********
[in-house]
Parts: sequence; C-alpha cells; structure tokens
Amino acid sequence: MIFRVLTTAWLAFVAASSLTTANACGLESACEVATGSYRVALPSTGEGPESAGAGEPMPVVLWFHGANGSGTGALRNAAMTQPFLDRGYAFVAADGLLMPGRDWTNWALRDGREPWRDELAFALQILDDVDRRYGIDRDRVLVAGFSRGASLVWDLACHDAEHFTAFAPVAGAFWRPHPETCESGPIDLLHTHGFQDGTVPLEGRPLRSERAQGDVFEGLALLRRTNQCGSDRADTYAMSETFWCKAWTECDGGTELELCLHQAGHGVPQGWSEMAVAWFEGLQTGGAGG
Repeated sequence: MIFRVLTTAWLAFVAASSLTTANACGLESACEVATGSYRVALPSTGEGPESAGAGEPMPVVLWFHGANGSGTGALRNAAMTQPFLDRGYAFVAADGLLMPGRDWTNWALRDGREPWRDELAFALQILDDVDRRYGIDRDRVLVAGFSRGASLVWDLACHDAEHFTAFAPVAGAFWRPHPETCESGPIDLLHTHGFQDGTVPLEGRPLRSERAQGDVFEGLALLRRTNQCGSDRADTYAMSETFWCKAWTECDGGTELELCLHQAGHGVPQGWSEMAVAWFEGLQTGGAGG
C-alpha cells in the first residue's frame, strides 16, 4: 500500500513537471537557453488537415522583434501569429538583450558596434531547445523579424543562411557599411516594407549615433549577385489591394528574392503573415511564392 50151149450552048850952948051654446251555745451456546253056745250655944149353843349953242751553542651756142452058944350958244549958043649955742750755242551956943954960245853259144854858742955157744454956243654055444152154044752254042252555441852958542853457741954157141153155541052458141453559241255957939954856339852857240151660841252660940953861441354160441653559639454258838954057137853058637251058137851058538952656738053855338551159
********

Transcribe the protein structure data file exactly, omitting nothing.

[in-house]
Parts: sequence; C-alpha cells; structure tokens
Amino acid sequence: MIFRVLTTAWLAFVAASSLTTANACGLESACEVATGSYRVALPSTGEGPESAGAGEPMPVVLWFHGANGSGTGALRNAAMTQPFLDRGYAFVAADGLLMPGRDWTNWALRDGREPWRDELAFALQILDDVDRRYGIDRDRVLVAGFSRGASLVWDLACHDAEHFTAFAPVAGAFWRPHPETCESGPIDLLHTHGFQDGTVPLEGRPLRSERAQGDVFEGLALLRRTNQCGSDRADTYAMSETFWCKAWTECDGGTELELCLHQAGHGVPQGWSEMAVAWFEGLQTGGAGG
Repeated sequence: MIFRVLTTAWLAFVAASSLTTANACGLESACEVATGSYRVALPSTGEGPESAGAGEPMPVVLWFHGANGSGTGALRNAAMTQPFLDRGYAFVAADGLLMPGRDWTNWALRDGREPWRDELAFALQILDDVDRRYGIDRDRVLVAGFSRGASLVWDLACHDAEHFTAFAPVAGAFWRPHPETCESGPIDLLHTHGFQDGTVPLEGRPLRSERAQGDVFEGLALLRRTNQCGSDRADTYAMSETFWCKAWTECDGGTELELCLHQAGHGVPQGWSEMAVAWFEGLQTGGAGG
C-alpha cells in the first residue's frame, strides 16, 4: 500500500513537471537557453488537415522583434501569429538583450558596434531547445523579424543562411557599411516594407549615433549577385489591394528574392503573415511564392 50151149450552048850952948051654446251555745451456546253056745250655944149353843349953242751553542651756142452058944350958244549958043649955742750755242551956943954960245853259144854858742955157744454956243654055444152154044752254042252555441852958542853457741954157141153155541052458141453559241255957939954856339852857240151660841252660940953861441354160441653559639454258838954057137853058637251058137851058538952656738053855338551159